Is my child getting enough protein?
In my years as a dietitian working in pediatrics, I have met many parents who are worried about their child’s nutrition. And when it comes time to the “learning eater” (aka “picky eater”), parents are typically concerned about the lack of vegetable or protein intake.
I thought I would start by addressing protein, because we all know that protein is a lot more “sexy” and “buzz-wordy” than vegetables! 🙂
I am by no means a protein guru. (Although I did learn a lot from the real protein guru, Dr. Stuart Phillips, during my time at McMaster University in the Kinesiology department, along with some other crazy smart grad students). But what I do know is that most parents have no cause for concern when it comes time to their children eating enough protein.
Lend me the next 5 minutes of your life and I will try to calm your fears!
What’s so important about protein for children?
In contrast to adults, children are actively growing and their energy needs are high to keep their little bodies running AND to fuel the growth of their body’s tissues. Research has shown that in children 0.5 to 13 years old, 58% of protein consumed is used for growth – most of that hamburger is making them grow!
Protein isn’t only involved in building muscle though – it is a key component of every cell in the human body – you need it to make enzymes and hormones and even your blood! In short, protein builds, maintains and replaces body tissues.
How much protein does my child need?
The amount of protein that children NEED is equal to the MINIMUM amount that they must eat to ensure age-appropriate growth. Scientists have worked hard to determine protein needs using the best methods available to them and have pulled all of this data into a very useful tool called the DRIs or Dietary Reference Intakes. The amount of protein that is estimated to cover the needs of 97.5% of the population is listed in this guide for males and females for various age groupings. Yes, 2.5% of the population will need more but in general, it’s safe to say that these numbers have you covered.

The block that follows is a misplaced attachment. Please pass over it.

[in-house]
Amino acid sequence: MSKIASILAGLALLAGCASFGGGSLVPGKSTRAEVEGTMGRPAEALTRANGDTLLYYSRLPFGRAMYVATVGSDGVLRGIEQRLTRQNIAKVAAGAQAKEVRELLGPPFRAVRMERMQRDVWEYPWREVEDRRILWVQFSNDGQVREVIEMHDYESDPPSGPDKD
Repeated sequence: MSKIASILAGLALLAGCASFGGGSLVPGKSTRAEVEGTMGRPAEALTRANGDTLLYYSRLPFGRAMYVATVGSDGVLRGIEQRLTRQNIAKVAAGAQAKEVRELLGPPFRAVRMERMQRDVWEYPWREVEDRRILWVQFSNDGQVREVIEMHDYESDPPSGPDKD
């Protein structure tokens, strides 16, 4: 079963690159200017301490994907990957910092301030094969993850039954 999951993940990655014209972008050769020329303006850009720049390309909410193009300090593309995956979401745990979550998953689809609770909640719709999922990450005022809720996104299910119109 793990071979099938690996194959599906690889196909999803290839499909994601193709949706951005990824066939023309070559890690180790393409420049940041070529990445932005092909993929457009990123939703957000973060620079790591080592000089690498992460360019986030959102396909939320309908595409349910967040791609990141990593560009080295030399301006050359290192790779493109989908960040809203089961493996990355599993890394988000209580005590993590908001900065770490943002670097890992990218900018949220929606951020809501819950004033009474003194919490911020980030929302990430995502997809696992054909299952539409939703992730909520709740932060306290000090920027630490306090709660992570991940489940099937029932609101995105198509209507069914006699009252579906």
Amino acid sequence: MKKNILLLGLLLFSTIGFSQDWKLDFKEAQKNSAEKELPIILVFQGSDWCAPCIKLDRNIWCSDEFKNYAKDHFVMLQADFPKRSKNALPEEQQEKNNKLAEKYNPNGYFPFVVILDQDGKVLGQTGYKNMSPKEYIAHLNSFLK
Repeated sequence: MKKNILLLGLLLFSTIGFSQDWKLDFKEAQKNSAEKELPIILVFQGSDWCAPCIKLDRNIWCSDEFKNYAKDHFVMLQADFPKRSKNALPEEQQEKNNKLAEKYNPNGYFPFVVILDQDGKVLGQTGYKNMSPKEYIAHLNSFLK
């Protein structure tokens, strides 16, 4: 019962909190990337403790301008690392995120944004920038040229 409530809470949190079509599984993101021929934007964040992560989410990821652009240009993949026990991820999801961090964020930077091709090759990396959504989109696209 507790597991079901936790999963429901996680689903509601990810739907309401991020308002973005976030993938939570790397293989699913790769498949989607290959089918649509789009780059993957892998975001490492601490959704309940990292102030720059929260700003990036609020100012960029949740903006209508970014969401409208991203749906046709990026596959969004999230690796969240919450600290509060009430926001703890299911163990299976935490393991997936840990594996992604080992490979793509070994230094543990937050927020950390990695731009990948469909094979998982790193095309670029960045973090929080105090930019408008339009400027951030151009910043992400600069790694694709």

On average, we can say that children need approximately 1 gram of protein for every 1 kg of body weight. To figure this out, you simply multiple their weight (in kg) by the above factor.
- Children 1-3 years = 1.05 g/kg/d
- Children 4-13 years = 0.95 g/kg/d
- Children 14-18 years = 0.85 g/kg/d
i.e. A 2-year-old who weighs 11.8 kg (26 lbs)
11.8 x 1.05 = 12 grams protein [i.e. 1 cup whole milk (9g) + 1 Tbsp natural peanut butter (4g)]
i.e. An 9-year-old who weighs 25.9 kg (57 lbs)
25.9 x 0.95 = 25 grams protein [i.e. 1 egg (6g) + 2.5 oz chicken (17g) + 100g cup flavoured yogurt (3g)
i.e. A 14-year-old who weighs 105 pounds or 47.7 kg
47.7 x 0.85 = 41 grams protein [i.e. 1 cup milk (9g) + ¼ cup hummus (5g) + 4 oz turkey burger (26g)]
As you can see, it adds up pretty quickly and easily!
Is it best to get protein from meat?
Let’s try to think outside of the ‘meat box’ for a second if we can.
Meat is certainly a very concentrated source of high quality protein and provides other essential nutrients for children including iron, but a child who is following a vegetarian diet can certainly achieve optimal protein intakes from other sources, including beans, lentils, nuts, seeds, soy, dairy and eggs. (To enhance the absorption of iron from non-meat sources provide a food source of vitamin C along with it).
Beyond that, let’s not forget that whole grains contain protein, and there are small amounts in fruits and vegetables as well. Now, don’t get me wrong, the protein from fruits and veggies is slight in comparison to the meat and alternatives group and is certainly not a complete protein (i.e. don’t attempt to get all your protein needs from spinach) but everything adds up.
What about protein powder?
For your average little bear, this is not needed. You can easily get what you need from food, as demonstrated above.
Remember that protein powder doesn’t have the added vitamins and minerals that are found in whole food protein sources (i.e. iron, B12, and zinc in beef and calcium, vitamin D in milk). The average “scoop” of protein powder contains 20-30 grams of protein which would put your child’s protein intake through the roof!! And where does that extra protein go that the body doesn’t need? You flush it down the toilet. Yup, that’s right, your kidney’s do a fine job of getting rid of it and peeing it out.
Is it okay if my child only eats protein at supper?